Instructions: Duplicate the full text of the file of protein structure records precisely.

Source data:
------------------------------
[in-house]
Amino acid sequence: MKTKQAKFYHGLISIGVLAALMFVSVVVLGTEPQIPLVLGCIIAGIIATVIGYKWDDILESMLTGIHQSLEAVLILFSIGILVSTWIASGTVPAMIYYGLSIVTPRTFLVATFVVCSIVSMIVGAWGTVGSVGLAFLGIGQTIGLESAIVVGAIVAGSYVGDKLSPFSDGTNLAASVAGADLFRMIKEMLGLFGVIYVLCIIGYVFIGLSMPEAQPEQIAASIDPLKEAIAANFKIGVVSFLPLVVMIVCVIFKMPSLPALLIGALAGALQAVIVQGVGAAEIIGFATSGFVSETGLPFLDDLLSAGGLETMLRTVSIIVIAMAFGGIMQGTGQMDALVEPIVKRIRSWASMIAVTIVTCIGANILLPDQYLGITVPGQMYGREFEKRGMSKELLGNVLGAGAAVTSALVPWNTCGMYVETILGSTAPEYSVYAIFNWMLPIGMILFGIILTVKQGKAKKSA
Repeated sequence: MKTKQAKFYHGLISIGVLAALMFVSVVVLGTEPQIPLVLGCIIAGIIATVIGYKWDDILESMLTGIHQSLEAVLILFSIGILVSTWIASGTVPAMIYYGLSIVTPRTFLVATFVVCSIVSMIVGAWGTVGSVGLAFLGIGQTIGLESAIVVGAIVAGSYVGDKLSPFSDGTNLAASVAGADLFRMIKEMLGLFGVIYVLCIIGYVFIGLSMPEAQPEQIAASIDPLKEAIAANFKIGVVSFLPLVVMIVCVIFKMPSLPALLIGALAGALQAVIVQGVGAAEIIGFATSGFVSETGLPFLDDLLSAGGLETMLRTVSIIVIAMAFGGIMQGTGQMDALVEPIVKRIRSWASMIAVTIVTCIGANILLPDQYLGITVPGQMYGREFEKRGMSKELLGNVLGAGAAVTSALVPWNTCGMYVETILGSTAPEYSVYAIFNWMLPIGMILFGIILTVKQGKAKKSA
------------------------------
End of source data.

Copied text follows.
[in-house]
Amino acid sequence: MKTKQAKFYHGLISIGVLAALMFVSVVVLGTEPQIPLVLGCIIAGIIATVIGYKWDDILESMLTGIHQSLEAVLILFSIGILVSTWIASGTVPAMIYYGLSIVTPRTFLVATFVVCSIVSMIVGAWGTVGSVGLAFLGIGQTIGLESAIVVGAIVAGSYVGDKLSPFSDGTNLAASVAGADLFRMIKEMLGLFGVIYVLCIIGYVFIGLSMPEAQPEQIAASIDPLKEAIAANFKIGVVSFLPLVVMIVCVIFKMPSLPALLIGALAGALQAVIVQGVGAAEIIGFATSGFVSETGLPFLDDLLSAGGLETMLRTVSIIVIAMAFGGIMQGTGQMDALVEPIVKRIRSWASMIAVTIVTCIGANILLPDQYLGITVPGQMYGREFEKRGMSKELLGNVLGAGAAVTSALVPWNTCGMYVETILGSTAPEYSVYAIFNWMLPIGMILFGIILTVKQGKAKKSA
Repeated sequence: MKTKQAKFYHGLISIGVLAALMFVSVVVLGTEPQIPLVLGCIIAGIIATVIGYKWDDILESMLTGIHQSLEAVLILFSIGILVSTWIASGTVPAMIYYGLSIVTPRTFLVATFVVCSIVSMIVGAWGTVGSVGLAFLGIGQTIGLESAIVVGAIVAGSYVGDKLSPFSDGTNLAASVAGADLFRMIKEMLGLFGVIYVLCIIGYVFIGLSMPEAQPEQIAASIDPLKEAIAANFKIGVVSFLPLVVMIVCVIFKMPSLPALLIGALAGALQAVIVQGVGAAEIIGFATSGFVSETGLPFLDDLLSAGGLETMLRTVSIIVIAMAFGGIMQGTGQMDALVEPIVKRIRSWASMIAVTIVTCIGANILLPDQYLGITVPGQMYGREFEKRGMSKELLGNVLGAGAAVTSALVPWNTCGMYVETILGSTAPEYSVYAIFNWMLPIGMILFGIILTVKQGKAKKSA